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New York Non-Tenured Teachers Defense Attorneys
The rights of a non-tenured teacher are not the same as those of a tenured teacher. This is because non-tenured teachers are considered to be at-will employees. A non-tenured teacher, also referred to as a probationary teacher or educator, has certain rights under the contract they signed with the school district.
New York non-tenured teachers may not be terminated in violation of their contracts. Each employment contract may be crafted differently depending on which district employs you. Being under contract also means that other than limits outlined within that contract with the non-tenured teacher, the school district or school board may fire a non-tenured teacher for any reason or no reason.
However, an employer (school board or district) may not dismiss a teacher for an unlawful reason. In other words, the employer may not act in “bad faith.” An unlawful reason may include being fired based on membership in a legally protected class, such as race, gender, disability, pregnancy, caregiver status, gender identity, sexual orientation, or religion. Your dismissal may fall under Title VII of the Civil Rights Act, the Family Medical Leave Act, the Americans with Disabilities Act, or even one of the numerous New York State discrimination laws.
Given the complexity of these cases and what is at stake for non-tenured educators, it is strongly recommended to contact an experienced attorney at the Brill Legal Group. We have decades of experience in this area and know how to protect your rights. When you come to see us for your case, bring a copy of your employment contract. This is something we will examine in great detail.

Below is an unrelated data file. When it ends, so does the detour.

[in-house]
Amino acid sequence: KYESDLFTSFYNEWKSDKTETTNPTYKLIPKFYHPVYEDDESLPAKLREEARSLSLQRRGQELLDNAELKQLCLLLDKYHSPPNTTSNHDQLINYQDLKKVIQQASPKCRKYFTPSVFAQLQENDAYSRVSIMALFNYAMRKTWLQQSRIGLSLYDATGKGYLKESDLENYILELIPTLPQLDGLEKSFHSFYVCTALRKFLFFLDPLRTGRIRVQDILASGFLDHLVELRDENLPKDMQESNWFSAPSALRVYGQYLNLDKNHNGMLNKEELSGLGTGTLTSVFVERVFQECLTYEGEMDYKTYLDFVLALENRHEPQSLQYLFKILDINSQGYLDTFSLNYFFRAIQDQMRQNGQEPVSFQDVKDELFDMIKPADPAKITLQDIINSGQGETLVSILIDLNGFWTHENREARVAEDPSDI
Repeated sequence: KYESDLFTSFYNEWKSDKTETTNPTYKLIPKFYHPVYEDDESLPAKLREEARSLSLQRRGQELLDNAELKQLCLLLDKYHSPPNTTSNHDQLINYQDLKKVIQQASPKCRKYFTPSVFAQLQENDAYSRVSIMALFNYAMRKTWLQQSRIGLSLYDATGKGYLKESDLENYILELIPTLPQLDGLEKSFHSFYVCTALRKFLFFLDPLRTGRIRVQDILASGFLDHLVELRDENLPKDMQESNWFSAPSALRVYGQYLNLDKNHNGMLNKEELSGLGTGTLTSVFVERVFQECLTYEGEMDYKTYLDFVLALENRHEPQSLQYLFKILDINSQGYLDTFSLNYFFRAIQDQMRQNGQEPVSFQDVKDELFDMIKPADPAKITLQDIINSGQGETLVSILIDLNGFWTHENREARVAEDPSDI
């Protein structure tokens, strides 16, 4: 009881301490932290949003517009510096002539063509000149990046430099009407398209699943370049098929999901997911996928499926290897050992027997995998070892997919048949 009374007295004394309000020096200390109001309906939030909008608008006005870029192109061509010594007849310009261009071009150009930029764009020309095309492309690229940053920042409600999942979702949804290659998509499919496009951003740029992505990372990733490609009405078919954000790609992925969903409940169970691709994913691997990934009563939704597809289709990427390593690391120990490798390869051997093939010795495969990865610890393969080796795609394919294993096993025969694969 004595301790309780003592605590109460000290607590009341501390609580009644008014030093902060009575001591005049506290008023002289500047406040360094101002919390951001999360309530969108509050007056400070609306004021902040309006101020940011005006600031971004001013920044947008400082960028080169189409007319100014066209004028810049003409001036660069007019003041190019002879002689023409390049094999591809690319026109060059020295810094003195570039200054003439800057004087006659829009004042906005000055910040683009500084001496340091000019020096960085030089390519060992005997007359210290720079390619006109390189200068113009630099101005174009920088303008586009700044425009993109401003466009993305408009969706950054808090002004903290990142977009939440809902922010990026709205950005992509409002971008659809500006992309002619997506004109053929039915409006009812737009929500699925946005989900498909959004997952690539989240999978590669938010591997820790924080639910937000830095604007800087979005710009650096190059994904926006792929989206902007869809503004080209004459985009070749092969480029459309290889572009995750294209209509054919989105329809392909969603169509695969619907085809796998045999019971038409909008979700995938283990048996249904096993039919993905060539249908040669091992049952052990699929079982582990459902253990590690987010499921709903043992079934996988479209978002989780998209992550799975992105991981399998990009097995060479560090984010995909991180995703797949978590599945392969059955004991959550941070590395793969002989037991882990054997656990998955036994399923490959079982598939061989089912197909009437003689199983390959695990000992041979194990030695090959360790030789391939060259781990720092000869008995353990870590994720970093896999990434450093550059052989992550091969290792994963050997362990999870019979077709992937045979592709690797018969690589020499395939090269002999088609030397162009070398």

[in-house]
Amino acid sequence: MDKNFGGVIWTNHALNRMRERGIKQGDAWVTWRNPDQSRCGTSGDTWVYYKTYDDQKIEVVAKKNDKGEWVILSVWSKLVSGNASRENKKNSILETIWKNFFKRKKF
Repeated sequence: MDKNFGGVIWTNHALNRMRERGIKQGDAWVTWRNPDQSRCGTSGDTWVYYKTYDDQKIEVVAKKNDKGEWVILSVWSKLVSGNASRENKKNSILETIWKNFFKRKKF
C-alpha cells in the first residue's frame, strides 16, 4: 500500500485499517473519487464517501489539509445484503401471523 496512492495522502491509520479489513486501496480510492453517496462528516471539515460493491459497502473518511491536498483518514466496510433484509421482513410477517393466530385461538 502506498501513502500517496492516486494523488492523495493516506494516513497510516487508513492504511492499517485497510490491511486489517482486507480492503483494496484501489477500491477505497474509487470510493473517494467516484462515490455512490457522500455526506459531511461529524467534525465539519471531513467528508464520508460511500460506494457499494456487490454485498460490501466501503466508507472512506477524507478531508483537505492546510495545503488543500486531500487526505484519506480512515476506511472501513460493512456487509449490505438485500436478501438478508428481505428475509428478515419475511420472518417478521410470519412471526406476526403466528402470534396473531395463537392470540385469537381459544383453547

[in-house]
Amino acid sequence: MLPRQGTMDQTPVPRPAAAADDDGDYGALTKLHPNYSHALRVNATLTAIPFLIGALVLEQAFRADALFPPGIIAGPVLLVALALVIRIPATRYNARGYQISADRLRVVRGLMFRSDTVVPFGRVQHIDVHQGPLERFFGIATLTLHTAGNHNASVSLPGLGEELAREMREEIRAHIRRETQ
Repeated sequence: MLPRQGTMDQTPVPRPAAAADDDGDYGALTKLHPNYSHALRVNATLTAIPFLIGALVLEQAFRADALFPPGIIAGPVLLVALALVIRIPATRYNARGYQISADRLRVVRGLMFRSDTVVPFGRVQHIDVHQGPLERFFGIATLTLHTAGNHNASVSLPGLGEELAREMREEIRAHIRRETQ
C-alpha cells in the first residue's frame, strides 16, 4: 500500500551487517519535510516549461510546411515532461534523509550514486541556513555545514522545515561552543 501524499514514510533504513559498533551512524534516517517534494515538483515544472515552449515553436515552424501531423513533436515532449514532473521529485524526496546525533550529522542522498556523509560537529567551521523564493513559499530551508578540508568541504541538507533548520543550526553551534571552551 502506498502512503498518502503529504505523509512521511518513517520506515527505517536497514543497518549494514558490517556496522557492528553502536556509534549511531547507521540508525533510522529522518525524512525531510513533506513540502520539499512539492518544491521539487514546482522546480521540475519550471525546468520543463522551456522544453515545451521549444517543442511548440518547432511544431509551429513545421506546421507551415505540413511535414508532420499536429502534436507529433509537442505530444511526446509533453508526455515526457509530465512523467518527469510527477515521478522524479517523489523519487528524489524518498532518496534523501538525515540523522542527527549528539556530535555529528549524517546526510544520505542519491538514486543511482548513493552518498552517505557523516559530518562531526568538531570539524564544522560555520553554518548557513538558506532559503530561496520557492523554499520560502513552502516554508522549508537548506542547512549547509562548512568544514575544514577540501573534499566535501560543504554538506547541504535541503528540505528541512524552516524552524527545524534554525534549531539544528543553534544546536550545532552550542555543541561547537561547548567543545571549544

What are employment decisions?
Employment decisions are those that relate to an educator’s job. This can include a decision made by the Board in some of the following areas:
- Assigning work.
- Administering reviews.
- Administering bonuses.
- Provision of benefits. (e.g., Health insurance)
- Scheduling work.
Each area may be affected by an accusation of incompetence, abuse, or another issue that may trigger disciplinary action. However, a non-tenured teacher may not be entitled to a disciplinary hearing prior to termination. Again, what matters is that an employer (school board or district) may not dismiss a teacher under contract for an unlawful reason.
Types of NY Non-Tenured Teacher Discrimination
Non-tenured educators have the right to be protected from discrimination. This is precisely what the probationary teacher’s rights attorneys at the Brill Legal Group do in delicate employment situations that threaten a probationary teacher’s livelihood.
Situations involving discrimination can be subtle or flagrant, and the main issue is that they may not be recognized for what they are. For teachers, discrimination may look like offering professional education only to teachers under a certain age or being denied tenure due to fearing a female teacher may become pregnant. Other reasons can be due to a person’s religion or race.
If you are facing a questionable situation that affects your teaching job or affects the chance of being tenured, reach out to the Brill Legal Group to discuss your situation. We know how to protect you, your job, and your future. While a non-tenured educator may not have the same right to due process as a tenured teacher, you most definitely have the right to be free from discrimination of any kind. Our goal is to either recover compensation from your employer or secure reinstatement of your position.